WINNIPEG, Manitoba (Reuters) - Canadian dairies are boosting production of concentrated milk proteins for use in cheese-making, and reducing imports from the United States, even as international rivals complain the industry operates unfairly.
Saputo Inc increased production of the proteins this year, while Gay Lea Foods Cooperative is planning a major investment to produce them.
The catalyst is a pricing agreement struck in July that allows Canadian processors to buy milk ingredients from farmers at the lowest of international prices, making it economical to domestically produce milk proteins instead of importing them. Industry groups in the United States, New Zealand, Australia and Europe say it unfairly undercuts their exports and violates World Trade Organization competition rules.
The agreement between Canada’s dairy farmers and processors does not fully take effect until provincial farmer groups ratify it by February, but a “temporary program” is already in effect, said Lino Saputo Jr, chief executive of Saputo.
“There still will be some solids that are imported, but I would say there would be a shift of volume now to Canadian solids because of the new class price,” Saputo Jr said in an interview on Friday, using another term for milk proteins. “We’re already shifting over to (using) Canadian solids.”
The Montreal-based dairy imports milk derivatives from the United States, Australia and Argentina.
Canada’s supply management system tightly controls dairy prices and production, and Ottawa levies steep tariffs to limit imports.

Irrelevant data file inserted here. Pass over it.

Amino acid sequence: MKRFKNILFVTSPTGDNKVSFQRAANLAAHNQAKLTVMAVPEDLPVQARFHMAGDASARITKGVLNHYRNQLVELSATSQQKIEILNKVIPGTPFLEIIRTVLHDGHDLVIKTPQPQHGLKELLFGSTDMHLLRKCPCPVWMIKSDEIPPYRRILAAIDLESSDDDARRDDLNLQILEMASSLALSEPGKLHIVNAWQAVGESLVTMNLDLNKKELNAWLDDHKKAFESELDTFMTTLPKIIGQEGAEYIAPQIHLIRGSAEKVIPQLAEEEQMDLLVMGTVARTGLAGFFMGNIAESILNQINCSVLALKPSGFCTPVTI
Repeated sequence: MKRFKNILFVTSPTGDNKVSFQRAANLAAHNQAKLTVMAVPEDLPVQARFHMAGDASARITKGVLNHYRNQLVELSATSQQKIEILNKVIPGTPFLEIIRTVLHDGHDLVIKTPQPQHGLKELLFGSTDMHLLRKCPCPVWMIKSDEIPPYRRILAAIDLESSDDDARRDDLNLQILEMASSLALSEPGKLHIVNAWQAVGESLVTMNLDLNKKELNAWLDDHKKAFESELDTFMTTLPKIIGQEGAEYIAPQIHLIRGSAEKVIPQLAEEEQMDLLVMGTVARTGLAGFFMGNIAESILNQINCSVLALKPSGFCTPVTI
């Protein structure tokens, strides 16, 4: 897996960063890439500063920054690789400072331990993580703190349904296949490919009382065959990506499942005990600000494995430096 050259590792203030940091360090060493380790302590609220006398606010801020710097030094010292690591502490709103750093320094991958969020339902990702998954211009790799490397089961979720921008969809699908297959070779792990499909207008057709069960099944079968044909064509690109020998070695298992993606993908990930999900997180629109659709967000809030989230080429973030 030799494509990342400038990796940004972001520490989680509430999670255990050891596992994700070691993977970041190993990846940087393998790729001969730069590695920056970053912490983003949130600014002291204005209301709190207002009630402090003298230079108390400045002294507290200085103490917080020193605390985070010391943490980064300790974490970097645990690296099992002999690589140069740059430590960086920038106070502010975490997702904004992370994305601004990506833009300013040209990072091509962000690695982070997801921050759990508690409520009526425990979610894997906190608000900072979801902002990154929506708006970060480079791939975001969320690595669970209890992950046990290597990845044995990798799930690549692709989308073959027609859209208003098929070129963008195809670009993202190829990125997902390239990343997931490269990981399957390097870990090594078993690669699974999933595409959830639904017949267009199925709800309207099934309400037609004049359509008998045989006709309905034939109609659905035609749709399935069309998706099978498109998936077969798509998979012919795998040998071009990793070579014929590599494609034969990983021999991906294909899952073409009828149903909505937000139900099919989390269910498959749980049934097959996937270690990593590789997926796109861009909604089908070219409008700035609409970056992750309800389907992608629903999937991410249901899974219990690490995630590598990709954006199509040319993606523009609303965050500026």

Gay Lea Foods is also preparing to boost milk protein output. It will soon announce construction of a milk drying plant in Ontario, said Chief Executive Michael Barrett.
The pricing agreement, similar to one already in place in Ontario, is critical to that investment, he said.
“Processors won’t make investments in $100-million plants without any sort of a guarantee of a return,” he said.
U.S. exports of milk proteins to Canada have dropped this year, due to the Ontario pricing system, said Jaime Castaneda, senior vice-president at the U.S. National Milk Producers Federation.
“We strongly oppose any new special class that will be detrimental to the USA,” he said. “We will challenge such a new program and believe (it) wouldn’t be in place for too many years.”
Agropur, another Canadian dairy co-operative, stopped importing U.S. proteins earlier this year.
“We need to find a way in Canada to produce dairy ingredients,” said senior vice-president Dominique Benoit, declining to comment on specific production plans.
Reporting by Rod Nickel in Winnipeg, Manitoba; Editing by Andrew Hay